The Reserve Bank of Australia\’s decision to put interest rates on hold should be seen as an encouraging sign, Opposition Leader Malcolm Turnbull says.
The central bank has maintained the cash rate at three per cent – a 49-year low – after cutting it by 25 basis points in April.
Mr Turnbull said it was heartening the Reserve Bank was seeing signs of economic recovery. “It\’s a cautious statement.
They\’re seeing signs of recovery around the world,\’ Mr Turnbull told reporters in Sydney.
“They particularly identified signs of growth in China, which is obviously very important to us, and so they\’ve … got a steady as she goes policy and they\’ve held rates steady, and that should be seen as an encouraging sign by Australians.”
Unemployment would be higher without stimulus: Swan
Treasurer Wayne Swan says unemployment would be a lot higher if not for efforts to stimulate the economy undertaken by the government and the Reserve Bank of Australia (RBA).
“The stimulus so far has been responsible for supporting jobs in the Australian community,” Mr Swan told reporters in Canberra.
“I think it would be pretty fair to say if it wasn\’t for the economic stimulus in the system, the impact of monetary policy so far, we would be seeing unemployment rates much higher than they are now.”
Official data on Thursday could see the jobless rate touch six per cent, economists say.
The unemployment rate as of March was 5.7 per cent, up from 3.9 per cent in February 2008.
Mr Swan said retail banks had passed on 385 basis points of the RBA\’s 425 basis points of cuts. “The banks did not pass through in full the last rate cut,” Mr Swan said.
“I made the government\’s position very clear and my position very clear that I would have liked to have seen full pass through in a timely way,” he said.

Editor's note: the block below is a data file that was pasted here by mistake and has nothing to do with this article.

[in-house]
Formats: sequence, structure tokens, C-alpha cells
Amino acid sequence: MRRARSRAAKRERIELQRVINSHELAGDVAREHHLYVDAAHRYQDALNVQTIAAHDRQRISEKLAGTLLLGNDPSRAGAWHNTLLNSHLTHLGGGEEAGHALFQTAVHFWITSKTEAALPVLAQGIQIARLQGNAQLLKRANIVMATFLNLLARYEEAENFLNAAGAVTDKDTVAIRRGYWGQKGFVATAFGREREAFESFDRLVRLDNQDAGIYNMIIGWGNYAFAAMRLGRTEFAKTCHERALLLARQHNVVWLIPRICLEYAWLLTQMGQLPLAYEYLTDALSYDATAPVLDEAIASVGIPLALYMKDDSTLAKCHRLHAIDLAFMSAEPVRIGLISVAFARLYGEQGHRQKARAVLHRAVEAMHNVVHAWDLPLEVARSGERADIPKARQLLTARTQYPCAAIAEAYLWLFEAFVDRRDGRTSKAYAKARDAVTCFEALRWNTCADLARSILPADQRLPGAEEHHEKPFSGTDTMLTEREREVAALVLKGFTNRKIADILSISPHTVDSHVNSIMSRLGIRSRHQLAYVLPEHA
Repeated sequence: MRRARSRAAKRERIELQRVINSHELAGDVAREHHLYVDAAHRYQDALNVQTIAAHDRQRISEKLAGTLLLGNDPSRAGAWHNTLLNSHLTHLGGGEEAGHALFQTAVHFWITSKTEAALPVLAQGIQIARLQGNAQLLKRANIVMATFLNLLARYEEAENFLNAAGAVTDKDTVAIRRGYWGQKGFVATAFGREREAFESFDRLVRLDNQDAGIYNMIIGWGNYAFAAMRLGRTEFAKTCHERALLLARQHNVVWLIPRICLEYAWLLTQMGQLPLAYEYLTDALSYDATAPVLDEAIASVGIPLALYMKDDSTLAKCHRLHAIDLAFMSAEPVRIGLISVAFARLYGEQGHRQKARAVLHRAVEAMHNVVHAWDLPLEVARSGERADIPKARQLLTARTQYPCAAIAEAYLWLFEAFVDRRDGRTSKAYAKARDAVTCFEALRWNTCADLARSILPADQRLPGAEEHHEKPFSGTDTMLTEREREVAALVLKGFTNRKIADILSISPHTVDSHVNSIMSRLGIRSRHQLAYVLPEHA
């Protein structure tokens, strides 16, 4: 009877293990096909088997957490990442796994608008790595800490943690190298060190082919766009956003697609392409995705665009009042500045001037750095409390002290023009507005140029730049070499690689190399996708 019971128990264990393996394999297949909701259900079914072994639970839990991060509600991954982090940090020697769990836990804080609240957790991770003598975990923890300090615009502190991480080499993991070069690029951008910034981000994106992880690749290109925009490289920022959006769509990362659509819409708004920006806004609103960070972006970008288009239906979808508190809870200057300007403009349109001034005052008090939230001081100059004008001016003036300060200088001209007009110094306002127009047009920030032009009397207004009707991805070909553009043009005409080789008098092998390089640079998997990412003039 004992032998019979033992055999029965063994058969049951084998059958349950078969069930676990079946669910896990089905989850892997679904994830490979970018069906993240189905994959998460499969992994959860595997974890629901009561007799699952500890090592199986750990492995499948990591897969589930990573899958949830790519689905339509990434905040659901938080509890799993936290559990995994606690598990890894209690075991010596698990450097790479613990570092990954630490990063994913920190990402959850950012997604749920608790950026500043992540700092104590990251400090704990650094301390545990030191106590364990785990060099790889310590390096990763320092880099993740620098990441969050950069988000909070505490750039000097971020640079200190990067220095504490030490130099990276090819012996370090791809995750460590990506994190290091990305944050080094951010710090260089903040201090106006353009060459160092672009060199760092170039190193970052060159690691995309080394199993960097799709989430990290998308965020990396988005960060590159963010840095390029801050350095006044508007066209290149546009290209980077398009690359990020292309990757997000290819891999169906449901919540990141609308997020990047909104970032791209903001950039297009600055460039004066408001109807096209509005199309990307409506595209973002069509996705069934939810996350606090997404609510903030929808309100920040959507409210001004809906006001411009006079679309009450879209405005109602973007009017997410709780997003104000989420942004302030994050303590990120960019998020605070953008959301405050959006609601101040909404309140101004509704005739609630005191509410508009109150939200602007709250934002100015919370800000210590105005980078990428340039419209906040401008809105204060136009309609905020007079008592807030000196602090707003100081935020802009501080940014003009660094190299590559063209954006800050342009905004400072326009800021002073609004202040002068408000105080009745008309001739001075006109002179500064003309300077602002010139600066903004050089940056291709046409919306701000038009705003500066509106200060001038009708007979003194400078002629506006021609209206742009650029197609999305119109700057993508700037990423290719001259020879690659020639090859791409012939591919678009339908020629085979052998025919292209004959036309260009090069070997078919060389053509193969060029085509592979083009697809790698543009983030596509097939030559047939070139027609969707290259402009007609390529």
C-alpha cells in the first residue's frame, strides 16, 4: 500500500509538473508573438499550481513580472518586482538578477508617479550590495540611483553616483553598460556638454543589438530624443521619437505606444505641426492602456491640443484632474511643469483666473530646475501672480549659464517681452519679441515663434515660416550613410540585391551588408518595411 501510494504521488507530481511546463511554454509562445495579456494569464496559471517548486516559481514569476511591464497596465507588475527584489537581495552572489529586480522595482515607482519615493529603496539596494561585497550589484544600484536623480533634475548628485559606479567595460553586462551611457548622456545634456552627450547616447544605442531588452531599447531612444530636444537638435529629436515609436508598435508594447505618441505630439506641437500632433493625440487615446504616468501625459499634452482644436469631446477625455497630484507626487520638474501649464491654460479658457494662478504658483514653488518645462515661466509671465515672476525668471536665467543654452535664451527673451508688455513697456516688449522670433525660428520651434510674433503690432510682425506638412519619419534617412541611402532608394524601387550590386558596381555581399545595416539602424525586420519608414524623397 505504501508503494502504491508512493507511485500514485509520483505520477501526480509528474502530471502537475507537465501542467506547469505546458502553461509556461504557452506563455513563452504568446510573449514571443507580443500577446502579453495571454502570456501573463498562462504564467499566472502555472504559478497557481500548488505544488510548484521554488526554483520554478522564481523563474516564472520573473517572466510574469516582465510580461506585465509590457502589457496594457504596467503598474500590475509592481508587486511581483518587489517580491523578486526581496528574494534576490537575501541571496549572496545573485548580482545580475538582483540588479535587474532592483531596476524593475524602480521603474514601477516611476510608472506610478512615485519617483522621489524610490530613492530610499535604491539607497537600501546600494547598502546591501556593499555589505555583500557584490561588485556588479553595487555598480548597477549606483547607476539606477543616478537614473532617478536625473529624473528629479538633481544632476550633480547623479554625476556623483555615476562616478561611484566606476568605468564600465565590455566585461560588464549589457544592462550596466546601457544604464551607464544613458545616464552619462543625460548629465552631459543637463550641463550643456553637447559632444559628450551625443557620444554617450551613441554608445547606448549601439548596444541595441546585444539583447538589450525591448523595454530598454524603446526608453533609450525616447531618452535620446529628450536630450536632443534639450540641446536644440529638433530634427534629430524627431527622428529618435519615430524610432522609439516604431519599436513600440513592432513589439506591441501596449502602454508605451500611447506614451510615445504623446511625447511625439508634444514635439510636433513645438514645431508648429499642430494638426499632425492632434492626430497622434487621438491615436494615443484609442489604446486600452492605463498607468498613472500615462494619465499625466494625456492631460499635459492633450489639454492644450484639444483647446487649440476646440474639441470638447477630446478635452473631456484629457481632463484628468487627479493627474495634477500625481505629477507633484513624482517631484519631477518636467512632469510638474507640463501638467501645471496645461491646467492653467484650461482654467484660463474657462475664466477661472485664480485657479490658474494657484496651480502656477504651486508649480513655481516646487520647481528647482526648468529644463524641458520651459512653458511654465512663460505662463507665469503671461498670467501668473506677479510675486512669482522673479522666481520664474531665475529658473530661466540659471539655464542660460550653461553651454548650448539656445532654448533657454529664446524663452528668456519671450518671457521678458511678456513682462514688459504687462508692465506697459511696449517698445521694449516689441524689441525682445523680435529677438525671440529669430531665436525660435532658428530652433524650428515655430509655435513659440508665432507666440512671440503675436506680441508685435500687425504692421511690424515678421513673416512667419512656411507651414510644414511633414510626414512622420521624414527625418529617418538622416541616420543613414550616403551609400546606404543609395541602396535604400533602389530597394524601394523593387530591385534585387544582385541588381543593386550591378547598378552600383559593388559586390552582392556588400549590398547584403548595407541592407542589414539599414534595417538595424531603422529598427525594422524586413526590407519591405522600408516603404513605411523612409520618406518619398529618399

“That didn\’t happen and that is regrettable.” He wouldn\’t speculate on whether the central bank would cut rates again.
Steady interest rates \’not sustainable\’
Business believes the Reserve Bank must cut interest rates in the months ahead after leaving them unchanged at 3.0 per cent today – a 49-year low – after cutting it by 25 basis points in April.
The Australian Chamber of Commerce and Industry (ACCI) says the RBA stayed on the sidelines to assess the impact of the federal government\’s second stimulus package and next Tuesday\’s budget.
“However, we don\’t believe it is a sustainable position,” ACCI director of industry policy and economics Greg Evans told reporters in Canberra.
Further deterioration in employment and business investment was expected, and business needed the benefit of further rate reductions during the next three to six months.
“Businesses missed out on a lot of the official easing in interest rates … a lot of that is only still being passed on in half to Australian business,” Mr Evans said.
Many small businesses were still paying 10 per cent interest on their overdraft.